Guided Reading Short Reads & Lecturas Cortas Bundle Grade 4 (Levels M–T)

    Guided Reading Short Reads & Lecturas Cortas Bundle Grade 4 (Levels M–T)

    Buy both and save!

    The all-new Guided Reading Lecturas Cortas brings the same high-quality nonfiction of the original Guided Reading Short Reads to both Spanish and English-speaking learners. Short informational texts in numerous text types will build content area knowledge and domain-specific vocabulary in both English and Spanish!


    Title list:
    • 589039 Guided Reading Lecturas Cortas Grade 4 — Levels M-T (480 Spanish cards)
    • 581200 Guided Reading Short Reads Grade 4 — Levels M-T (480 English cards)

    $1,346.00 You save: 36%
    Instructional Program | Grade 4
    Add To Cart
    Educators Only
    Guided Reading Short Reads & Lecturas Cortas Bundle Grade 4 (Levels M–T)
    Grade 4 $1,346.00
    Add To Cart
  • Teacher Store
  • The Teacher Store  
    Women's Adventures in Science

    Women's Adventures in Science

    SET FEATURES:

    •     Biographies on contemporary figures
    •     Includes information on groundbreaking scientific discoveries
    •     Table of Contents
    •     Timeline
    •     Glossary
    •     Further Resources
    •     Index
    •     Published in conjunction with Joseph Henry Press

    •  
      REVIEWS:


       
      6/1/06 VOYA (Voice of Youth Advocates)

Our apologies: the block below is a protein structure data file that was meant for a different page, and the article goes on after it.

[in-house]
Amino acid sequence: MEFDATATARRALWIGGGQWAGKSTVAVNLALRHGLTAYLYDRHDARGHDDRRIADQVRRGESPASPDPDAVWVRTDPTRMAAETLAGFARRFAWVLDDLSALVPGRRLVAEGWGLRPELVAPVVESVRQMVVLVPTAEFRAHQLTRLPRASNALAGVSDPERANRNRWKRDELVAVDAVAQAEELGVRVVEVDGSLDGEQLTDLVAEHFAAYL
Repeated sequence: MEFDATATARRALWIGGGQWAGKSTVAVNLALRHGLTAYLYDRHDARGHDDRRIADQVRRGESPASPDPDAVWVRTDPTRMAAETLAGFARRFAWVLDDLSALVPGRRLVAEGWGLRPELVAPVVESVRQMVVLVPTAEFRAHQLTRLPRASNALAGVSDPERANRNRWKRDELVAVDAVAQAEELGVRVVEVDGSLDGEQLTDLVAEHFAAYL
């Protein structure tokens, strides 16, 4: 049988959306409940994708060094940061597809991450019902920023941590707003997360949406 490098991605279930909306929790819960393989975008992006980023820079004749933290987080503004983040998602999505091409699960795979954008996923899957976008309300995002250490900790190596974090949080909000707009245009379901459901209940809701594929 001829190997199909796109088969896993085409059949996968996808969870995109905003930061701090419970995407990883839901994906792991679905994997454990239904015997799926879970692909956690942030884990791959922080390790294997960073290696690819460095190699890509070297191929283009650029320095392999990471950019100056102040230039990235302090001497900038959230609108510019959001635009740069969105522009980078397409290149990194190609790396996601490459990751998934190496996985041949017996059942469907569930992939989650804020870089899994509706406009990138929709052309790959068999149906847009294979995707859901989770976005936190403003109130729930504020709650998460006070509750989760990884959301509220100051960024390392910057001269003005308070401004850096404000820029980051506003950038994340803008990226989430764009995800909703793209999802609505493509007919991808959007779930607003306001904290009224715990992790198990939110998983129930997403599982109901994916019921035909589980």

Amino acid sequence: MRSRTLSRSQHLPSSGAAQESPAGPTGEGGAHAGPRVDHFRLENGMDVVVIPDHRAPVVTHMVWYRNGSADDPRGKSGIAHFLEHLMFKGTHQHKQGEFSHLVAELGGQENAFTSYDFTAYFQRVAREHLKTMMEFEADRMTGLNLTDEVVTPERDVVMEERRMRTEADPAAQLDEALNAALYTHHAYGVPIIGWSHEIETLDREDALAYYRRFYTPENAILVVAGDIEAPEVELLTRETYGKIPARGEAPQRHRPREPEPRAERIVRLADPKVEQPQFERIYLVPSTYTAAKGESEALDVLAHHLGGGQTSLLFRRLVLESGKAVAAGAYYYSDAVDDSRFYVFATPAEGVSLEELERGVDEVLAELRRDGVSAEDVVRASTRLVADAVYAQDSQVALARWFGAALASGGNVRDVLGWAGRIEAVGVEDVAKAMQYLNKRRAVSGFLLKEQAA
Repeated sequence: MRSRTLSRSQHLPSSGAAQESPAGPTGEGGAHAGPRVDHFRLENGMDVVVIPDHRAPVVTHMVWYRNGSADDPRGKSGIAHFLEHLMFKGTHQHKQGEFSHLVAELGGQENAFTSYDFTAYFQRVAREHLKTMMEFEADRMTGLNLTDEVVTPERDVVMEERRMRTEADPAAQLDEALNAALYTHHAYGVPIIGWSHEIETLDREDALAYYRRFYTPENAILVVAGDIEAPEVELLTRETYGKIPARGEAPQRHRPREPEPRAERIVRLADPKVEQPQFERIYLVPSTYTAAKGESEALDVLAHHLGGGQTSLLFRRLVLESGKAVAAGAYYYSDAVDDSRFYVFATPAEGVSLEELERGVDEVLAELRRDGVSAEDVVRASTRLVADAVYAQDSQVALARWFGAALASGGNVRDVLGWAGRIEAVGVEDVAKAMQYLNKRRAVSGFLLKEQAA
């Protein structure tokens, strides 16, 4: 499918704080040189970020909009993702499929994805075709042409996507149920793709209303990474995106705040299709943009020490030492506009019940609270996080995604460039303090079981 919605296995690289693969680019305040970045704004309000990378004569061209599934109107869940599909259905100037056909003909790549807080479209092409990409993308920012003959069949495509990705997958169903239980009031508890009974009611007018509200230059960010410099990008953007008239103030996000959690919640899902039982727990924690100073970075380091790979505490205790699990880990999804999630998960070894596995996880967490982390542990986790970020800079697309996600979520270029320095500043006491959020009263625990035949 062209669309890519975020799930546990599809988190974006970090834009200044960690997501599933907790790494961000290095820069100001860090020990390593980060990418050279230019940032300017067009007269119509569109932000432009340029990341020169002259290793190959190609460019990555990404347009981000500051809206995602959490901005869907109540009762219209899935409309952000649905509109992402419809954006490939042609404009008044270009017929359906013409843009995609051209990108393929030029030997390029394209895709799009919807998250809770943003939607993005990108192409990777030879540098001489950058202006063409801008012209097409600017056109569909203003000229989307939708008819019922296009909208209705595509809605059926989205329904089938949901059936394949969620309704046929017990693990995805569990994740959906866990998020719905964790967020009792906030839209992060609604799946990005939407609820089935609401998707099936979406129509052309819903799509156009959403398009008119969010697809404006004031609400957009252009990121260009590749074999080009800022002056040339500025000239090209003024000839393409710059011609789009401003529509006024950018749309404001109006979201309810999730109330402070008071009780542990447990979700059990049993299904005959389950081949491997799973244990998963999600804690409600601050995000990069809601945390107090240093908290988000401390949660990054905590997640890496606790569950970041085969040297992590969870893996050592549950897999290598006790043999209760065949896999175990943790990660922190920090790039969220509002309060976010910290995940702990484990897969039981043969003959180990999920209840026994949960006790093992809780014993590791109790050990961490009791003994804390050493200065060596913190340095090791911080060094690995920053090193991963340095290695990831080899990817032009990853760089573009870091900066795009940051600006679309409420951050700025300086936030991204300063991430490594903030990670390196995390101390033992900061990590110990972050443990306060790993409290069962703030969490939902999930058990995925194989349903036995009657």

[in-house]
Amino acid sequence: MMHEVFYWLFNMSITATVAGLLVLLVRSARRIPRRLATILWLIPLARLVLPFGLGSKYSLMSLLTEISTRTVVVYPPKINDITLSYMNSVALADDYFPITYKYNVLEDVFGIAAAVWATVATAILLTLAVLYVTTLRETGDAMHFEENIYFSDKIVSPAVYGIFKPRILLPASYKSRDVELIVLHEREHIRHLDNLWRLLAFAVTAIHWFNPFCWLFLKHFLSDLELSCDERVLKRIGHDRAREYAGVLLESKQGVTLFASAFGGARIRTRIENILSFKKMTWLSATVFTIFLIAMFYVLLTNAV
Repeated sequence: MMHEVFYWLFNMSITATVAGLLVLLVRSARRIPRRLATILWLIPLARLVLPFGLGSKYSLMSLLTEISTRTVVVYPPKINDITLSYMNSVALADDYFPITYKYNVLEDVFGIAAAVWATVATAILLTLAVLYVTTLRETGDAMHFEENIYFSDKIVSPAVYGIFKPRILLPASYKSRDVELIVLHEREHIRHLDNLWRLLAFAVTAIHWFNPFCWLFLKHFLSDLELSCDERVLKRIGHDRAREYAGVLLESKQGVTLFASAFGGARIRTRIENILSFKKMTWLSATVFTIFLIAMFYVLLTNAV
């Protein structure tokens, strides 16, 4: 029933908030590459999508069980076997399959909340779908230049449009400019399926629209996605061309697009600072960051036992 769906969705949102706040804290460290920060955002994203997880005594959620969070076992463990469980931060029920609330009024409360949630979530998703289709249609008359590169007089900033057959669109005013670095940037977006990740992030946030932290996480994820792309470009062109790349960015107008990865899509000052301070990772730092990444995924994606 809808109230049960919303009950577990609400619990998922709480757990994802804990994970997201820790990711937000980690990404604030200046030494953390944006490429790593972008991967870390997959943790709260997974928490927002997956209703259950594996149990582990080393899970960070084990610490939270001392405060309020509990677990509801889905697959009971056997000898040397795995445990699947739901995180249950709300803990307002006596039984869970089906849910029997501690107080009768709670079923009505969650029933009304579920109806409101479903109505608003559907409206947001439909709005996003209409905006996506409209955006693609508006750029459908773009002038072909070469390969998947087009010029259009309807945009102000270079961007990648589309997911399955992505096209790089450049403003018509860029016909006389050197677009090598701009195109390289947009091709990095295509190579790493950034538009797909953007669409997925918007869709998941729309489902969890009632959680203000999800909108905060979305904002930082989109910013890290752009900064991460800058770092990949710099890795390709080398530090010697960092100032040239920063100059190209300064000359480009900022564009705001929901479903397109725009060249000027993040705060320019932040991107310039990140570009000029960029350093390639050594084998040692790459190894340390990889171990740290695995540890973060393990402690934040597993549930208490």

The slender books in this series examine the lives and research of contemporary female scientists. These women had diverse childhoods, and some had to overcome personal and societal prejudices about their career choices. All, however, have a fervent wish to better understand the world in which they live. Their stories are told through pictures and interviews with colleagues and family members. The existing ten titles in the series describe advancements in astronomy, climatology, robotics, and sociology, among other sciences.


       
      Mimi Koehl grew up more interested in carpentry and geometry than in "girl Stuff." She wanted to know more about sea anemones, particularly how they survive the turbulent surf on rocky beaches. Her inquiries and experiments led to discoveries in a new field, biomechanics, in which scientists examine how form determines movement and function in the animal kingdom. A background in art has allowed her to create models fo various body shapes and appendages to test her theories. Once scoffed at, her research has gained worldwide notoriety. She still enjoys hypothesizing solutions to new puzzles and accepts the element of danger that comes with working in the wild.


       
          Adriana Ocampo grew up in Argentina, fascinated by the stars and planets. When her father moved the family to the Untied States, she joined an explorers club at her high school, which in turn led to a field trip to NASA. Her enthusiasm for satellite design and interest in geology eventually led to a job. First helping to design a Mars rover, she then got involved in the search for a crater created by a massive asteroid collision that evidently caused mass extinctions in the age of dinosaurs. She now examines photos of distant planets taken by "fly-by" space probes and is always planning new geological expeditions.


       
          This series should spark the curiosity of any reader, but given the recent suggestion from an academic that women do not posses the analytical faculty that men do, the series might encourage female readers to set their sights high.

       

      $220.50 You save: 30%
      Hardcover Book Collection | Grades 7-9
      Add To Cart
      Educators Only
    Women's Adventures in Science
    Grades 7-9 $220.50
    Add To Cart
Privacy Policy
EMAIL THIS

* YOUR FIRST NAME ONLY

* FRIEND'S FIRST NAME ONLY

* FRIEND'S EMAIL ADDRESS

MESSAGE
Here's something interesting from Scholastic.com